Hoax: True Identity Of Lesbian Syrian Blogger Revealed

Skeptics had recently become suspicious of the “A Gay Girl in Damascus” blog and the existence of its author, allegedly a 35-year-old lesbian living in Syria. Today it was revealed that the whole thing is indeed a big hoax.

The site is written a by 40-year-old man from Georgia currently living in Scotland. The man, Tom MacMaster, published a new blog post today titled "Apology to readers":

Tom I never expected this level of attention. While the narrative voıce may have been fictional, the facts on thıs blog are true and not mısleading as to the situation on the ground. I do not believe that I have harmed anyone — I feel that I have created an important voice for issues that I feel strongly about.

I only hope that people pay as much attention to the people of the Middle East and their struggles in thıs year of revolutions. The events there are beıng shaped by the people living them on a daily basis. I have only tried to illuminate them for a western audience.

This experience has sadly only confirmed my feelings regarding the often superficial coverage of the Middle East and the pervasiveness of new forms of liberal Orientalism.

However, I have been deeply touched by the reactions of readers.

The Washington Post had questioned MacMaster about the identity of the Syrian girl (the pseudonym he came up with was Amina Arraf) as early as four days ago. The Post reports:

In telephone interviews and e-mail exchanges with The Post over the past three days, MacMaster initially denied any connection to Amina. He insisted he had never heard of her before the news of the arrest and that he had been unaware of the blog. “Look, if I was the genius who had pulled this off, I would say, ‘Yeah,’ and write a book.”

MacMaster responded to a question from "Electronic Intifada" saying that he will soon further explain his actions with members of the media: "Yes. We will be doing a first interview with a journalist of our choice in 12-24 hours. After that, we may consider other media."

The blog Lez Get Real had posted entries created by MacMaster to their site over the last few months, the whole time believing they had indeed been written by a lesbian named Amina Arraf. Lez Get Real's staff issued an angry response directed at MacMaster for intentionally deceiving them:

"And you have the unmitigated arrogance to think you can issue an apology to YOUR readers and not to us. You have put us through a week of hell – calling in favors to rescue someone who doesn’t exist and losing us the support of people who were working with us for American rights. You have damaged your own cause, with people all over the world fighting over which fanatics you represent. What you did was stupid, irresponsible and unworthy of the people you claim to care about."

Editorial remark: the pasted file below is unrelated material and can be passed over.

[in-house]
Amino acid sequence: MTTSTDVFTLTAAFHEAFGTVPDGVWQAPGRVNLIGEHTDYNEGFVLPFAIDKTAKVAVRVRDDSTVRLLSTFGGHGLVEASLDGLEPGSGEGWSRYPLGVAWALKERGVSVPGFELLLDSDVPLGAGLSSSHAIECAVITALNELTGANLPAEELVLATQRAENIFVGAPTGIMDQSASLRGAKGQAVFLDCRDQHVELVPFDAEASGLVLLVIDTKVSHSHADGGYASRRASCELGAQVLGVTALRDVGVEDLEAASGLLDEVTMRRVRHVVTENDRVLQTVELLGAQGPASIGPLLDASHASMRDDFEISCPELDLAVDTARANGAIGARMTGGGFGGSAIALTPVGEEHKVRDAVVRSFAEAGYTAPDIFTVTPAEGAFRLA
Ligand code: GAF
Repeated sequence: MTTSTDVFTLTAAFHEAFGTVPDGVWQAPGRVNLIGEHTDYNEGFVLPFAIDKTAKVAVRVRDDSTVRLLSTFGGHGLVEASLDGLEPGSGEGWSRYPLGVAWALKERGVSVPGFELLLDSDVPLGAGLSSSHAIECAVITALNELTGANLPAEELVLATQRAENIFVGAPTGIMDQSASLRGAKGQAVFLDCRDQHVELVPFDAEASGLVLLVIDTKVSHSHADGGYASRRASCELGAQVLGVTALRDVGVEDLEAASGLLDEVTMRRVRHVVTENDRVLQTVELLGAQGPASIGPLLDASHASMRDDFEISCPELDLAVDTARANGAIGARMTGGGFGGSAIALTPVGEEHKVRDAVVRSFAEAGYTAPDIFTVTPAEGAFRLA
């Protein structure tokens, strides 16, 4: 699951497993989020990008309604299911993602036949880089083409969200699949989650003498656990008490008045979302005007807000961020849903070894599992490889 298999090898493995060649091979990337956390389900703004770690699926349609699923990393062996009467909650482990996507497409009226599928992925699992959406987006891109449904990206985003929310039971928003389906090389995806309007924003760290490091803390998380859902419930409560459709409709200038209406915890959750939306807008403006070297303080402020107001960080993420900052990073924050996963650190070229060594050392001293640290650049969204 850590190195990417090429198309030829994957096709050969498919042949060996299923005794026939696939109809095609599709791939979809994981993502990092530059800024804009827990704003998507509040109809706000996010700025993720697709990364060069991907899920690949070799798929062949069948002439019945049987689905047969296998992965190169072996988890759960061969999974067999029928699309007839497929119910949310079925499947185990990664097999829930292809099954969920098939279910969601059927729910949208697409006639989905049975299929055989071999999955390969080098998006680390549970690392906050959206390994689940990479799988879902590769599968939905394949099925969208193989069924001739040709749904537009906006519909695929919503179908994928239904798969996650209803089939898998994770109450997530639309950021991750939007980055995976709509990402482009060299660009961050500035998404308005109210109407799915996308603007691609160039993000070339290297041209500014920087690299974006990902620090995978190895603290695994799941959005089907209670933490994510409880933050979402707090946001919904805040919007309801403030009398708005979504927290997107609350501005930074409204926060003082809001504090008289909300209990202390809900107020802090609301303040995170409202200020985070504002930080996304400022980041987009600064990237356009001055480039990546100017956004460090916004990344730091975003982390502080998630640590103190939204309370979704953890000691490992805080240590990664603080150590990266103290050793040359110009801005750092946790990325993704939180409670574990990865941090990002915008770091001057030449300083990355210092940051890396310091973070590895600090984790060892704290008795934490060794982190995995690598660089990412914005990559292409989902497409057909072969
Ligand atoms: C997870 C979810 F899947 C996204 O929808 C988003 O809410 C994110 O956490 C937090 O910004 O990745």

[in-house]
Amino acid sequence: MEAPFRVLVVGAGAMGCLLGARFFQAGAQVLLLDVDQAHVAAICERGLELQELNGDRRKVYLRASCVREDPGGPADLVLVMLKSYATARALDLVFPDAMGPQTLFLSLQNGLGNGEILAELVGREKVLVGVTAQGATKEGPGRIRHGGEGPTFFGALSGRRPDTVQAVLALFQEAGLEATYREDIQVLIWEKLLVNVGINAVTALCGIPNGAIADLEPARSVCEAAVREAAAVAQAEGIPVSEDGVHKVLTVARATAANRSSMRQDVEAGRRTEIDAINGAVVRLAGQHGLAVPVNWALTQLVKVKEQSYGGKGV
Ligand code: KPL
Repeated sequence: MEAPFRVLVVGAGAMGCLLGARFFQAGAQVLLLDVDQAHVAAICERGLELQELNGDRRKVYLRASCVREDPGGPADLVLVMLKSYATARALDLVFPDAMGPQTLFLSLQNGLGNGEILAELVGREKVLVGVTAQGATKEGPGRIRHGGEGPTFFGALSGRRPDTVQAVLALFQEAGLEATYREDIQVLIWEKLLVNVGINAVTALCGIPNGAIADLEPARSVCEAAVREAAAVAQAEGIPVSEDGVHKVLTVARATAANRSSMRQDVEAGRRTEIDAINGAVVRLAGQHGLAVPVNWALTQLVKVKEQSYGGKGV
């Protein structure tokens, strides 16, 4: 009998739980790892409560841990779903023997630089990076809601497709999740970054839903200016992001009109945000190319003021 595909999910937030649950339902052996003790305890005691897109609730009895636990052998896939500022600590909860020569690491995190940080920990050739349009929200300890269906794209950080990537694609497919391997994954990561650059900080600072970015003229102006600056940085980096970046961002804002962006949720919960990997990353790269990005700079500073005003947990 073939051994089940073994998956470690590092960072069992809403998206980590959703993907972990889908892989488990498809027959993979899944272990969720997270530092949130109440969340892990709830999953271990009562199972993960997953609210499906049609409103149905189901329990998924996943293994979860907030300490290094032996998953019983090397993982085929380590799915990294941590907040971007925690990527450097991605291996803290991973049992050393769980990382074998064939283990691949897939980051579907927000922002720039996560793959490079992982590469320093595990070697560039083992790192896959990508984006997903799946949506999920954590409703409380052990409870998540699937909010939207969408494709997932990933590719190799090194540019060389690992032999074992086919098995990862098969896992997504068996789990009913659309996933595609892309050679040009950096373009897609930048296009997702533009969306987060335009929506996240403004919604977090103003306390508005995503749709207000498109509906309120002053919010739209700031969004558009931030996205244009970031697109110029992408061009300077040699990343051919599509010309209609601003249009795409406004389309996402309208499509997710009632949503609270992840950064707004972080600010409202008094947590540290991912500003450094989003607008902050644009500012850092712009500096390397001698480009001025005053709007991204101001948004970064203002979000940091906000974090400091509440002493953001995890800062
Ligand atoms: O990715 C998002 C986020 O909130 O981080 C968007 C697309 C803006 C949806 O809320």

Comments

  1. O HERRO says

    LOL, so, is this going to be used as evidence of a gay agenda? homosexuality as western import?

    I’m beyond thrilled with this.

    I also LOLed at the Scotland, England.

  2. Max says

    I smell a media coup that will end in US policy this, Zionism that, blah blah blah blame the Jews. Anything to draw attention away from how Arabs treat non-imaginary LGBT people.

    If “Electronic Intifadah” doesn’t tip anyone off…

  3. brenda says

    This angers me.

    The addressing the real plight of oppressed LGBT people in Arab countries may be shortchanged by this hoax, however well intentioned.

    I think he could have gotten just as much mileage by putting “fictionalized” on the blog in the first place.

  4. says

    The only reason I find this mildly ok is that the “missing” woman was never missing at all. I was praying for her and her family… Well, at least “she” is ok.

  5. says

    Good intentions, Trey? He faked people out, which makes it MUCH HARDER, not easier, for people to care about the situation he was fictionalizing. Try saying you’ve been raped then coming forward later to say it was all just to call attention to the problem. It does not help anyone. He’s sick and deserves nothing but scorn.

  6. Codswallop says

    This doesn’t “help” anyone or anything but Tom MacMasters. It was a terrible, selfish thing to do.

    The whole point of “The Boy Who Cried Wolf” is when something really did happen the villagers believed it was another lie and didn’t pay attention. Rather than drawing attention to a dire situation, MacMasters has insured that when something does happen and immediate action is needed, people will instead approach it with caution and skepticism, afraid of being burned by yet another blogger out to make his or her name.

Leave A Reply